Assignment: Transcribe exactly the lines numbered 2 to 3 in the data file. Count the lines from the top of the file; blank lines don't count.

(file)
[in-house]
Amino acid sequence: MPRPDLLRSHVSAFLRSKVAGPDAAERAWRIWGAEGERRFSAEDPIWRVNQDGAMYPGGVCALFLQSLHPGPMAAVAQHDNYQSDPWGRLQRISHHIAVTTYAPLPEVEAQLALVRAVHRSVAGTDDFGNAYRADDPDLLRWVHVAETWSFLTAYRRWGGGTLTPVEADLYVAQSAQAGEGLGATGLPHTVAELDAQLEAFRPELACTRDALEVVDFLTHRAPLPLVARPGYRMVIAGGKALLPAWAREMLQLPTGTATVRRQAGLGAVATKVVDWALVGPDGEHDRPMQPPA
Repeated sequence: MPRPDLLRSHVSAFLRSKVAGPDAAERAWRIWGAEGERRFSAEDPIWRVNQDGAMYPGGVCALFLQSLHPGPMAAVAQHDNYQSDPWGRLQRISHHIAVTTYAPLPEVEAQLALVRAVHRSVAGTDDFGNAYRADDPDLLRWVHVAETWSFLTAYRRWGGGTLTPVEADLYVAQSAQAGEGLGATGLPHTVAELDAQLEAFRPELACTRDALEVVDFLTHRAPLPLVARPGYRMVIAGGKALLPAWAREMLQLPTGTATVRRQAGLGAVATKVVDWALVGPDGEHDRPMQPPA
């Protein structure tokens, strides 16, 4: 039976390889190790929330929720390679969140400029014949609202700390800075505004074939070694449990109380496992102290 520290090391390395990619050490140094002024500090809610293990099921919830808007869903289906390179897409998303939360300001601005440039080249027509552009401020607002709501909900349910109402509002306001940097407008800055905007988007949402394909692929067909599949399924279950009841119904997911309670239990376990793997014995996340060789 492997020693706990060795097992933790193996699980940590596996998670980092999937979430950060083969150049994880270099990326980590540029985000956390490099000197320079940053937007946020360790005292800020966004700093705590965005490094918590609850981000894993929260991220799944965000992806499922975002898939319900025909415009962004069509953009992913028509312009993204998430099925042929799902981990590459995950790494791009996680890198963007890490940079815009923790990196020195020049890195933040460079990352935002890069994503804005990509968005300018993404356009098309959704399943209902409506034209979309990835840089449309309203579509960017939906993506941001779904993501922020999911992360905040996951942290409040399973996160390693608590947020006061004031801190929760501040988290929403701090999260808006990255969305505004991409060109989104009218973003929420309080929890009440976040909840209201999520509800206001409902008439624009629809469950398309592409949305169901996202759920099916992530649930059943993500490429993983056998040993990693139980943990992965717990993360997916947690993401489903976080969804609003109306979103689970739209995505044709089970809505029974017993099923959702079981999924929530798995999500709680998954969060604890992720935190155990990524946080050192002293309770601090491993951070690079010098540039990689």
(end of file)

Amino acid sequence: MPRPDLLRSHVSAFLRSKVAGPDAAERAWRIWGAEGERRFSAEDPIWRVNQDGAMYPGGVCALFLQSLHPGPMAAVAQHDNYQSDPWGRLQRISHHIAVTTYAPLPEVEAQLALVRAVHRSVAGTDDFGNAYRADDPDLLRWVHVAETWSFLTAYRRWGGGTLTPVEADLYVAQSAQAGEGLGATGLPHTVAELDAQLEAFRPELACTRDALEVVDFLTHRAPLPLVARPGYRMVIAGGKALLPAWAREMLQLPTGTATVRRQAGLGAVATKVVDWALVGPDGEHDRPMQPPA
Repeated sequence: MPRPDLLRSHVSAFLRSKVAGPDAAERAWRIWGAEGERRFSAEDPIWRVNQDGAMYPGGVCALFLQSLHPGPMAAVAQHDNYQSDPWGRLQRISHHIAVTTYAPLPEVEAQLALVRAVHRSVAGTDDFGNAYRADDPDLLRWVHVAETWSFLTAYRRWGGGTLTPVEADLYVAQSAQAGEGLGATGLPHTVAELDAQLEAFRPELACTRDALEVVDFLTHRAPLPLVARPGYRMVIAGGKALLPAWAREMLQLPTGTATVRRQAGLGAVATKVVDWALVGPDGEHDRPMQPPA